In mid-October, Jill Soloway, the creator of Transparent, clashed with Orange Is the New Black creator Jenji Kohan during a New Yorker Festival panel. Their disagreement was about Soloway’s stated intention to hire a trans woman writer to work on the show’s second season: Kohan thought that put too much emphasis on identity and too little on writing skills. “What you are in life shouldn’t automatically make you what you do in your art. It doesn’t necessarily translate,” Kohan said. But Soloway insisted:
In the same way where I wouldn’t want a man to say, “I can have a writers’ room full of men, and we can write women just fine.” I can’t say that I can create a show about a trans woman and not have a trans woman writing for me. It’s absolutely necessary, and it’s gonna change the show.
Lost in the coverage of the thought-provoking panel was word that Transparent and Orange Is the New Black (as well as The Fosters, which was also represented on the dais) bring trans people into the writers’ room to share their life stories with the creative team.
An interview published at Advocate.com today drives home how important those visits can be. The Advocate’s Mitch Kellaway spoke with Transparent associate producer Rhys Ernst (whose role in incorporating scenes from the 1968 movie The Queen into the show’s opening credits was recently discussed in Slate) and comedian Ian Harvie, who plays trans TA Dale in two episodes of Season 1. Ernst, who serves as a trans consultant on the show, said that he is “constantly looking out for trans personalities and actors to put in front of Jill and the writers, in hopes that certain individuals will end up inspiring characters.” When he brought Harvie into the room, “Dale came into focus.” Not only did Harvie inspire the character of Dale; Soloway also asked him to play the role. As Harvie put it, “Dale and I share a soul and some life experiences.”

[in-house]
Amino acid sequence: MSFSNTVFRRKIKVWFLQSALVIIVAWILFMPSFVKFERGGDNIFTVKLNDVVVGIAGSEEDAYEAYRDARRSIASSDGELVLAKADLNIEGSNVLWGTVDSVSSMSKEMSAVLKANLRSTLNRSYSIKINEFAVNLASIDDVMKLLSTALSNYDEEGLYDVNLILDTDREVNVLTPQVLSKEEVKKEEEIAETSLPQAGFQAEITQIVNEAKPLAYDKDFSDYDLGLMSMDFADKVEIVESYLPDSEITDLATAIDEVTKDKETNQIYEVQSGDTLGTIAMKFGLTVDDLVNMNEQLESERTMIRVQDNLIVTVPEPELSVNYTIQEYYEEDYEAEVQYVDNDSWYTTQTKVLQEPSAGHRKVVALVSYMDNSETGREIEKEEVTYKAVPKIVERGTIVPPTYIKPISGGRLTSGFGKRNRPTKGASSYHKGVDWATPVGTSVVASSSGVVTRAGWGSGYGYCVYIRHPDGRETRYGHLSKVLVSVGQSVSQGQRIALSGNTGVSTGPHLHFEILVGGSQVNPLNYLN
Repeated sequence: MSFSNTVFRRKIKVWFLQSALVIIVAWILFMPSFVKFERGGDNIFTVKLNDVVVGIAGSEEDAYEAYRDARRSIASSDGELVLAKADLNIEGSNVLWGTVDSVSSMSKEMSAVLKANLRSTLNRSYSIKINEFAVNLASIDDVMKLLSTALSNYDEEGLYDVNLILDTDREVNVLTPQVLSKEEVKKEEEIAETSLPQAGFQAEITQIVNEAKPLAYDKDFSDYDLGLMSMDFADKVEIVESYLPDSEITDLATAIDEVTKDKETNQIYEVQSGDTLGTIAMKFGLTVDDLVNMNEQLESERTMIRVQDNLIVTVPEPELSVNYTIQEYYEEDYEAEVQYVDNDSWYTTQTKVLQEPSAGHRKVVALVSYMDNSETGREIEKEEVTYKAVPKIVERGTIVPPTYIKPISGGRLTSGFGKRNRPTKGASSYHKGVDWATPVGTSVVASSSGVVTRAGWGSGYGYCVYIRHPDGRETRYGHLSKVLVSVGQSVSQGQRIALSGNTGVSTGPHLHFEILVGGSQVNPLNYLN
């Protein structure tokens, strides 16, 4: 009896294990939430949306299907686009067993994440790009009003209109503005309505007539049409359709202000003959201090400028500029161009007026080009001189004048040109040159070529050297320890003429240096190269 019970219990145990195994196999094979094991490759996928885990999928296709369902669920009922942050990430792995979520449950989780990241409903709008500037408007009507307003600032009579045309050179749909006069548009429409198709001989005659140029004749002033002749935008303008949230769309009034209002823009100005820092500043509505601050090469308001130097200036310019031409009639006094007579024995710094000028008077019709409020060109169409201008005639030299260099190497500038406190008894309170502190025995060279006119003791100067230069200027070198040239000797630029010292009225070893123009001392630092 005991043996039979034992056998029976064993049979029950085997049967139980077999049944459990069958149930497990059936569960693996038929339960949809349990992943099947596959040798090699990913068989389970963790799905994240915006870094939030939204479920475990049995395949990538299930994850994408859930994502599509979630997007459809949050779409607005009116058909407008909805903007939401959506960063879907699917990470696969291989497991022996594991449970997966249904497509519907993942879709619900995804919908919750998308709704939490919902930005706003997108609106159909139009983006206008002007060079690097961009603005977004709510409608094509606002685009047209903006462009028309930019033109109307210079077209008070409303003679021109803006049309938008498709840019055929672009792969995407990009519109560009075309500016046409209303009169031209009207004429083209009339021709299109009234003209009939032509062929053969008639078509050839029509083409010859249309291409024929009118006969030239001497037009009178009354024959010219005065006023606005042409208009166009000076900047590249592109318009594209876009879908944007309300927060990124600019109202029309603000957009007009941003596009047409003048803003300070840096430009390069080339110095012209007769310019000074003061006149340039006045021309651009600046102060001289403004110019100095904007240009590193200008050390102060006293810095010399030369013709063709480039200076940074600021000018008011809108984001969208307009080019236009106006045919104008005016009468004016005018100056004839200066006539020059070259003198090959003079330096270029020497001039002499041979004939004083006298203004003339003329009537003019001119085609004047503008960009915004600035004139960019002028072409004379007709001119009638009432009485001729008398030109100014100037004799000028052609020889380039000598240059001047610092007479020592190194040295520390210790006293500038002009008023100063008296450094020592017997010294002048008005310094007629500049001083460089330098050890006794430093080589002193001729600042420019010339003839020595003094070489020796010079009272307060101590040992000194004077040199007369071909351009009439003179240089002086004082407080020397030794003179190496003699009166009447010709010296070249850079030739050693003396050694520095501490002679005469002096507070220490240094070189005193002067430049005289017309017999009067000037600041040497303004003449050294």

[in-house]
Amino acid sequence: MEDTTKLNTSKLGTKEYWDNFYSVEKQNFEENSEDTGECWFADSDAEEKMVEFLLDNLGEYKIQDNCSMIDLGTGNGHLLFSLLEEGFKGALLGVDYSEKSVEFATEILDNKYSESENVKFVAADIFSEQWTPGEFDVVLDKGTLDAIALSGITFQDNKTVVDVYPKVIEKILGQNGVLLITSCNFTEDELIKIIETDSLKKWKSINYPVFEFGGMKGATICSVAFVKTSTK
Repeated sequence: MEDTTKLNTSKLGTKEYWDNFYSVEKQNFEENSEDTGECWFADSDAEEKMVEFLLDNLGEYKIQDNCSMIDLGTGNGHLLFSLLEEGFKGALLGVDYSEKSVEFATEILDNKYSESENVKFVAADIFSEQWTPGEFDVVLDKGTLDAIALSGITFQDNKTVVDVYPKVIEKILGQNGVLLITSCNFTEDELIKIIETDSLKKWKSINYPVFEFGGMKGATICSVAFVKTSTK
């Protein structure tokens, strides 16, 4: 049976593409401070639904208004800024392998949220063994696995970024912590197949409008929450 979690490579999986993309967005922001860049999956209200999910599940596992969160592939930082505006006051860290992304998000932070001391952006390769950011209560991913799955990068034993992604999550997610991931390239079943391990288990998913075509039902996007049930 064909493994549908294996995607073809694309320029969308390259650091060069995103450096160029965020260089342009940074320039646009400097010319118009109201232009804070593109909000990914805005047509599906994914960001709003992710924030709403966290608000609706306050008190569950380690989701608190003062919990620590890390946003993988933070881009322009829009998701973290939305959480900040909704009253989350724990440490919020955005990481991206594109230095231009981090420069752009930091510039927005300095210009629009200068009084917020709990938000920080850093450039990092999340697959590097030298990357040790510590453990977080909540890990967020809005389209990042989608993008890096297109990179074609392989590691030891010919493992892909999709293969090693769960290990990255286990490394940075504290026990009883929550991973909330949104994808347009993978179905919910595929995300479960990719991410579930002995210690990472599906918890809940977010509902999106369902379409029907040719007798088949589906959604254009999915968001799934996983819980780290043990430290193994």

Of course, there’s a long history of actors and writers working with technical advisers, and these days many actors turn to YouTube for help with characterization, but Soloway seems to be particularly open to listening to trans people and learning from their lives. Trans actress Alexandra Billings, who plays Davina, told the Guardian’s Steven W. Thrasher that when she was offered the part, she told Soloway, “I want to be who I am, which is a jeans wearing, e-cigarette smoking, transgender-by-birth-but-fabulous-by-choice kind of gal!” Billings also echoed Harvie when she said, “Davina is a birthing of myself and of Jill. She’s a real person.”
Of course, as Harvie acknowledges, that trans real-ness can occasionally work against the show. “I sometimes struggle with people’s language when they talk about Dale’s character and how it doesn’t directly represent them,” he told Kellaway. “Sometimes I want to say, ‘You’re right, this character doesn’t represent you, this is a story and it’s not about you, it’s about someone sort of like you, but not … you.’ ”